After someone becomes a household name, it is easy to forget, or never learn, what caused the person to be elevated in the first place.

In the case of Thomas Jonathan Jackson, he was brilliant at leading and inspiring his relatively small group of soldiers. They harassed a bigger army, picked off its weakest segments and unnerved the larger force. He drew intelligence from the surrounding countryside and transmitted it up to his superiors. He was also deeply Christian and quirky, even to his contemporaries.

This Jackson comes through clearly in James I. Robertson Jr.’s very readable “Stonewall Jackson: The Man, the Soldier, the Legend,” published by MacMillan back in 1997.

Robertson, a history professor at Virginia Tech, will speak at the West Virginia Book Festival. His talk “Quicksand and Land Mines: Writing Civil War History,” will be at 1 p.m. on Saturday, Oct. 16, 2010 in WV Room 105 at the Charleston Civic Center. The Book Festival is free and open to the public.

Robertson undoubtedly admires his subject. But the details of Jackson’s life are difficult not to admire. Jackson’s grandparents were convicted of grand theft in a London court in the 1740s and banished to America for seven years of forced labor. They married and settled near Buckhannon. The grandfather, along with his sons, fought in the American Revolution.

The story of young Thomas Jackson’s life is a tour of what is now West Virginia. After the death of his father, his impoverished mother remarried, left Jackson’s Mill and moved to Ansted. His sister was sent to live with relatives in Parkersburg. Tom and his brother Warren set out for the Ohio River, where they heard a relative was making good money selling wood to steam boats. The trip was a miserable, literally sickening, dangerous failure.

At age 15, Jackson started having stomach problems, then called dyspepsia. By 18, the only surviving member of his immediate family was his sister Laura in Parkersburg.

Continue reading…

Volunteers sought for Book Festival

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Organizers of the West Virginia Book Festival are seeking volunteers to assist with the event.

The Book Festival will be held October 16 and 17 at the Charleston Civic Center.

Volunteers will help in a variety of ways, including set-up, break-down, assisting authors and presenters and assisting with the used book sale, Festival Marketplace, children’s programs, crafts and information tables. The deadline for volunteers to apply is Aug. 16.

The festival will offer something for all age groups. Several authors are scheduled to participate in book signings, readings, workshops and panel discussions. Activities for children include special programs, crafts and more. The Kanawha County Public Library system’s annual used book sale will be held both days. Admission to the festival is free.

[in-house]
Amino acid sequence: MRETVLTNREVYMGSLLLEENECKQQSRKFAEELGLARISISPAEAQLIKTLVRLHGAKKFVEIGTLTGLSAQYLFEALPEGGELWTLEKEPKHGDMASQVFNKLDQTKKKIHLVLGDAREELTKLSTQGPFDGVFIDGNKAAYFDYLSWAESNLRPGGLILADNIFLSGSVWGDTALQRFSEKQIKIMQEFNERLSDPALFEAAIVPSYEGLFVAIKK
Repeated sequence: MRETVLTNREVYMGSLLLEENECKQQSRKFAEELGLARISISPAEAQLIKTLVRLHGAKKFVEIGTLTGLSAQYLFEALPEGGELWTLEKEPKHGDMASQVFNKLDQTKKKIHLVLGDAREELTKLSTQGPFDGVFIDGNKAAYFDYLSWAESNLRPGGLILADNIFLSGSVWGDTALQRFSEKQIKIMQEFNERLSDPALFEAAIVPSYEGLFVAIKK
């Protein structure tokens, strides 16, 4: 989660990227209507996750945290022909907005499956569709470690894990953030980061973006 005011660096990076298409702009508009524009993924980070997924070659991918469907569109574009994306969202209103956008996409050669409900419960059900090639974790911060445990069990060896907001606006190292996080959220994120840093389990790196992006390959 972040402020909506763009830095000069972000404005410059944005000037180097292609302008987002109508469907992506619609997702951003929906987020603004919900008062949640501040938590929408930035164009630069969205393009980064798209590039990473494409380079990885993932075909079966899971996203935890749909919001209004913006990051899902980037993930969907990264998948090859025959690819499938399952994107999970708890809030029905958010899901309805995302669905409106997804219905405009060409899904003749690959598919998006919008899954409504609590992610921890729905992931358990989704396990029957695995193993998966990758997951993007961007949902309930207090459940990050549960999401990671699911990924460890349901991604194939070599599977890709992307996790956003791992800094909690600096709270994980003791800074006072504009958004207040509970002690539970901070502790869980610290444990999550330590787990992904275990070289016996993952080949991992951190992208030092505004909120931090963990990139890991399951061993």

Volunteer applications are available online, or call 304-343-4646, ext. 246, for more information.

The West Virginia Book Festival is an annual, two-day event celebrating books and reading presented by The Library Foundation of Kanawha County, Inc., Kanawha County Public Library, the West Virginia Humanities Council, The Charleston Gazette and the Charleston Daily Mail.

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The daughter of an African-American enlisted Air Force man and a white Danish woman, Heidi W. Durrow is the author of “The Girl Who Fell from the Sky,” a poignant and haunting coming-of-age story set in the 1980s that explores biracial and bicultural identity. Inspired by true events, its heart-wrenching narrative and emotional honesty have earned raves from many writers, including Barbara Kingsolver, Hettie Jones, Joan Silber, Whitney Otto, George Hutchinson and Susan Straight.

Durrow will present a talk, “Writing about Race, Social Change and Identity, at the West Virginia Book Festival on Saturday, Oct. 16, 1 p.m. at the Charleston Civic Center.

“The Girl Who Fell from the Sky” is the 2008 winner of the Bellwether Prize, which recognizes serious literary fiction that addresses issues of social justice and the impact of culture and politics on human relationships. The prize is awarded to a previously unpublished novel representing excellence in this genre. “Durrow’s book is a thoughtful look at race and racial identity presented in a very readable manner,” said Jennifer Soule, chairperson of the festival’s author selection committee.

A graduate of Stanford University, Columbia University’s Graduate School of Journalism, and Yale Law School, Durrow has won the Lorian Hemingway Short Story competition, the Chapter One Fiction Competition and the Lois Roth Endowment Award. She has received grants from New York Foundation for the Arts and the American Scandinavian Foundation, and a Fellowship for Emerging Writers from the Jerome Foundation. Durrow is co-founder and co-producer of the Mixed Roots Film and Literary Festival.

In addition to Durrow, the West Virginia Book Festival line-up includes, among others: New York Times best-selling authors Nicholas Sparks and Diana Gabaldon; Civil War historian James Robertson; children’s author Carmen Deedy; and E. Lockhart, author of books for teens.

The West Virginia Book Festival is an annual, two-day event celebrating books and reading presented by The Library Foundation of Kanawha County, Inc., Kanawha County Public Library, the West Virginia Humanities Council, The Charleston Gazette and the Charleston Daily Mail. For more information, visit www.wvbookfestival.org.